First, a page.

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Everyone has to go out and see this movie. I mean it! Yes, it's a black and white movie about a bunch of white guys sitting around smoking and talking but Good Night and Good Luck is the most riveting film of the year. Half of the reason for this is that this is a darned good movie, and half of it is the story itself, the true story, not "inspired by actual events" but the actual events themselves in the actual words that Edward R. Murrow used. Maybe this doesn't seem like a big deal to you but this may be the shocking thing about Good Night and Good Luck. They didn't change the story for dramatic effect. And they just used the words that Murrow wrote himself. This is amazing in a era of biopics such as A Beautiful Mind where in addition to changing major events in John Nash's life, the speech Russell Crowe as Nash gives at the end accepting the Nobel Prize is not the speech that he actually gave, or in JFK where Kevin Costner as Jim Garrison gives a totally fictional closing argument in court.
Good Night and Good Luck recounts the events in 1954 when the McCarthy hearings and the Red Scare were at their height. Edward R. Murrow (David Strathairn) and Fred Friendly (George Clooney), the producer of his news program, "See it Now" decide to take on McCarthy. Their now-famous news team included Don Hewitt (Grant Heslov) who went on to create 60 Minutes, Joe and Shirley Wershba (Robert Downey Jr & Patricia Clarkson), Sig Mickelson (Jeff Daniels) who discovered Walter Cronkite, Don Hollenbeck (Ray Wise), and Jesse Zousmer (Tate Donovan). Their boss, of course, was the legendary William Paley (Frank Langella) who became president of CBS in 1928 when it was a small radio network and built it into, well, CBS. Adding to the documentary feel of this film, Joe McCarthy appears as himself in archival footage. The events of Good Night and Good Luck (the title comes from Murrow's signature signoff) revolve around the newsroom during the months in which Murrow decides to take on and fight McCarthy.
This film was directed by George Clooney in black and white and on a limited number of sets. So Good Night and Good Luck is not only set in 1954 but it is presented as a live TV drama would have been presented in 1954. It has a Dragnet-just-that facts-ma'am feel to it. They don't have to push the message. They just let Murrow's words do it for them. And the film is all the more powerful for that. This could have been a preachy left-wing propaganda film but that it is not, is a testament to Clooney. It is all done in very minimalist style. The cast led by David Strathairn is really great. Strathairn is an amazing actor who unfortunately is little seen on the screen. He's been around for 25 years, starting with The Return of the Secaucus 7. I have liked him ever since he was the weird boyfriend in The Days and Nights of Molly Dodd in 1988. He's also been in Eight Men Out, Sneakers (my fav), A League of Their Own, and Passion Fish. In Good Night and Good Luck, Strathairn doesn't make the mistake of trying to sound like Murrow. He just becomes Murrow. Clooney does a nice job turning off "Clooney" and playing the man behind the camera, Fred Friendly. Actually during the shows, he was sitting behind Murrow on the floor giving him his cues. This was before earphones. And it's nice to see Robert Downey Jr and Jeff Daniels who have been missed. Frank Langella really knows how to fill up a screen and dominate it physically. He is a perfect choice to play the President of CBS. Clarkson is good in a pretty minor role.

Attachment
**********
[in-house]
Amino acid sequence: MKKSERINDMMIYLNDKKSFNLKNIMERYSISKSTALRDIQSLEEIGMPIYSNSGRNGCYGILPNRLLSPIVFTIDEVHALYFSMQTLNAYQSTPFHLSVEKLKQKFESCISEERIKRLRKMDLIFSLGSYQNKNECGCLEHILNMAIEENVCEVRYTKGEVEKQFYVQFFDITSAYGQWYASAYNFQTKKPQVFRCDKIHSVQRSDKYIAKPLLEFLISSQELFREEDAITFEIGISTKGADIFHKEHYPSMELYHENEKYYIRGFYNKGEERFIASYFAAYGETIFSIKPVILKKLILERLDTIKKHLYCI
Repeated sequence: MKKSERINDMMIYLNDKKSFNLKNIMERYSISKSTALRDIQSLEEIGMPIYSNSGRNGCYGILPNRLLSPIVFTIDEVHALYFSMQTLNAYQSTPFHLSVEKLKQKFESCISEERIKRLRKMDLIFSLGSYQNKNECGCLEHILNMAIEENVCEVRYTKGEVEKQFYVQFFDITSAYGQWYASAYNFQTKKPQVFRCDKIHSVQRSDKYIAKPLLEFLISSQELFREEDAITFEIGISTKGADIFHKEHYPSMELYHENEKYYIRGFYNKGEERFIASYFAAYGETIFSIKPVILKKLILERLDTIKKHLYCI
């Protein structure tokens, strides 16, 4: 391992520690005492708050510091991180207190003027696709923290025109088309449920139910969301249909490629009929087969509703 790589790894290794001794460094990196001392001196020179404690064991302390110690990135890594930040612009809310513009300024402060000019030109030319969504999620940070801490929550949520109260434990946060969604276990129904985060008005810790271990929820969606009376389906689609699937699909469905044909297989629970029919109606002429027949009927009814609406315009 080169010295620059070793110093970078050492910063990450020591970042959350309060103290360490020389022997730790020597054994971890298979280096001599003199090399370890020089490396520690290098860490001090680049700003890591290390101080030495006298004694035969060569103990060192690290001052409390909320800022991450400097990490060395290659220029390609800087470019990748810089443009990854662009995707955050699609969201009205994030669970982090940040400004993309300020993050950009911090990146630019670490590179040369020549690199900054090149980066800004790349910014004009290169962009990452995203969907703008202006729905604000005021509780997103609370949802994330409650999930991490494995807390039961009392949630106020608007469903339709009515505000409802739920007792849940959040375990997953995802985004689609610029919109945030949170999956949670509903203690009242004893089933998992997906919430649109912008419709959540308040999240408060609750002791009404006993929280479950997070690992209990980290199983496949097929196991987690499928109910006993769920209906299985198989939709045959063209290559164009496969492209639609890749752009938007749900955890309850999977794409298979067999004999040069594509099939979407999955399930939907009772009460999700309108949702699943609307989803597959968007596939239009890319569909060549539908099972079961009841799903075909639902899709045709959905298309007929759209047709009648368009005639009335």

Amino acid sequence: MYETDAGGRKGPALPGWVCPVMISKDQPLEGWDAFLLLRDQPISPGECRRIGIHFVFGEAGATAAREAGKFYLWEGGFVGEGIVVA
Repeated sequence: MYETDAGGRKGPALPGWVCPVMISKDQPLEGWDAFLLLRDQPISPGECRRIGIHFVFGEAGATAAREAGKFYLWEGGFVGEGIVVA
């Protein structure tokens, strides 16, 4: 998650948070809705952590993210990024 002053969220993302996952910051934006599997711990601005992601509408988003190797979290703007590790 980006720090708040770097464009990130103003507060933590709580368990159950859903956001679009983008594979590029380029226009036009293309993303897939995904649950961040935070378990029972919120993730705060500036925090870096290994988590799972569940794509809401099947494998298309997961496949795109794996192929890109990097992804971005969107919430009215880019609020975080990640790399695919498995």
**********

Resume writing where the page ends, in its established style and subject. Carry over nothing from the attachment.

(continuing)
Strathairn as Murrow and all the other characters in Good Night and Good Luck smoke all the time as they did in real life. There has been a lot written recently about whether characters should smoke onscreen and whether it's a bad example. But I see Good Night and Good Luck as an anti-smoking film. Murrow died of lung cancer at age 57.
In addition to everything else good about this movie, Good Night and Good Luck is very timely as everything in it resonates so strongly with current events. In fact, Clooney even slips in a clip of a speech by President Eisenhower where he comments on how wonderful it is to be in America where we have Habeus Corpus so people can't be thrown in jail to rot. Good Night and Good Luck is framed by a speech given by Murrow in 1958 about the state of television. This speech could be given today. Here is one paragraph: "Our history will be what we make it. And if there are any historians about fifty or a hundred years from now, and there should be preserved the kinescopes for one week of all three networks, they will there find recorded in black and white, or color, evidence of decadence, escapism and insulation from the realities of the world in which we live. I invite your attention to the television schedules of all networks between the hours of 8 and 11 p.m., Eastern Time. Here you will find only fleeting and spasmodic reference to the fact that this nation is in mortal danger. There are, it is true, occasional informative programs presented in that intellectual ghetto on Sunday afternoons. But during the daily peak viewing periods, television in the main insulates us from the realities of the world in which we live. If this state of affairs continues, we may alter an advertising slogan to read: LOOK NOW, PAY LATER." Click here to read the whole speech.
Good Night and Good Luck is in general release now, so it should be at a theatre near you. It may be the best movie of the year. You gotta go see it.